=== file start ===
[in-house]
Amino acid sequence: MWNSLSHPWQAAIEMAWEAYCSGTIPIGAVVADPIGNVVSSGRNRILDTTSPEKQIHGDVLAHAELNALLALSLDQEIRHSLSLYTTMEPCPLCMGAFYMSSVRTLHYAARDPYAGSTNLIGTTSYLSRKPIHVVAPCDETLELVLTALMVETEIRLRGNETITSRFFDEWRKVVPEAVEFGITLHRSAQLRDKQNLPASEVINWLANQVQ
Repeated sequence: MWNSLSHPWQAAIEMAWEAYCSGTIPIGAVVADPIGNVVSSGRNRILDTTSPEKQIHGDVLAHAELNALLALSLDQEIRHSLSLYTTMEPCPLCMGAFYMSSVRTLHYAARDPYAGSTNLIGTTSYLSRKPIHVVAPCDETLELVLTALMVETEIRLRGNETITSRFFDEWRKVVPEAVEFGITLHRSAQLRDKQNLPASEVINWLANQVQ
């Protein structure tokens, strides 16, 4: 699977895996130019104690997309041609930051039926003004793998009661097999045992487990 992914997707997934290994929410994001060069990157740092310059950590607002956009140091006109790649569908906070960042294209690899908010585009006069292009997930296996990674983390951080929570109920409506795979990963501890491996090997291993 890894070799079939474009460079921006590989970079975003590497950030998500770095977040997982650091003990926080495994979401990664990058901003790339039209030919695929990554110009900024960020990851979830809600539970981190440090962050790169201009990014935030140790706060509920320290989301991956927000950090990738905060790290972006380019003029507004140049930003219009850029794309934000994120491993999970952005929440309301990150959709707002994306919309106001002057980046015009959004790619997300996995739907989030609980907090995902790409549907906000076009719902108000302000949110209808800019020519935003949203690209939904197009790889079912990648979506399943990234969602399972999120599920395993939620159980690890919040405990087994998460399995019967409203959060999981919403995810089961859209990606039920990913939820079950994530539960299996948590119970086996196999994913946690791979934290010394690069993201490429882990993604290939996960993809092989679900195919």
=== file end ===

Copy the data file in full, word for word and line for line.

[in-house]
Amino acid sequence: MWNSLSHPWQAAIEMAWEAYCSGTIPIGAVVADPIGNVVSSGRNRILDTTSPEKQIHGDVLAHAELNALLALSLDQEIRHSLSLYTTMEPCPLCMGAFYMSSVRTLHYAARDPYAGSTNLIGTTSYLSRKPIHVVAPCDETLELVLTALMVETEIRLRGNETITSRFFDEWRKVVPEAVEFGITLHRSAQLRDKQNLPASEVINWLANQVQ
Repeated sequence: MWNSLSHPWQAAIEMAWEAYCSGTIPIGAVVADPIGNVVSSGRNRILDTTSPEKQIHGDVLAHAELNALLALSLDQEIRHSLSLYTTMEPCPLCMGAFYMSSVRTLHYAARDPYAGSTNLIGTTSYLSRKPIHVVAPCDETLELVLTALMVETEIRLRGNETITSRFFDEWRKVVPEAVEFGITLHRSAQLRDKQNLPASEVINWLANQVQ
């Protein structure tokens, strides 16, 4: 699977895996130019104690997309041609930051039926003004793998009661097999045992487990 992914997707997934290994929410994001060069990157740092310059950590607002956009140091006109790649569908906070960042294209690899908010585009006069292009997930296996990674983390951080929570109920409506795979990963501890491996090997291993 890894070799079939474009460079921006590989970079975003590497950030998500770095977040997982650091003990926080495994979401990664990058901003790339039209030919695929990554110009900024960020990851979830809600539970981190440090962050790169201009990014935030140790706060509920320290989301991956927000950090990738905060790290972006380019003029507004140049930003219009850029794309934000994120491993999970952005929440309301990150959709707002994306919309106001002057980046015009959004790619997300996995739907989030609980907090995902790409549907906000076009719902108000302000949110209808800019020519935003949203690209939904197009790889079912990648979506399943990234969602399972999120599920395993939620159980690890919040405990087994998460399995019967409203959060999981919403995810089961859209990606039920990913939820079950994530539960299996948590119970086996196999994913946690791979934290010394690069993201490429882990993604290939996960993809092989679900195919």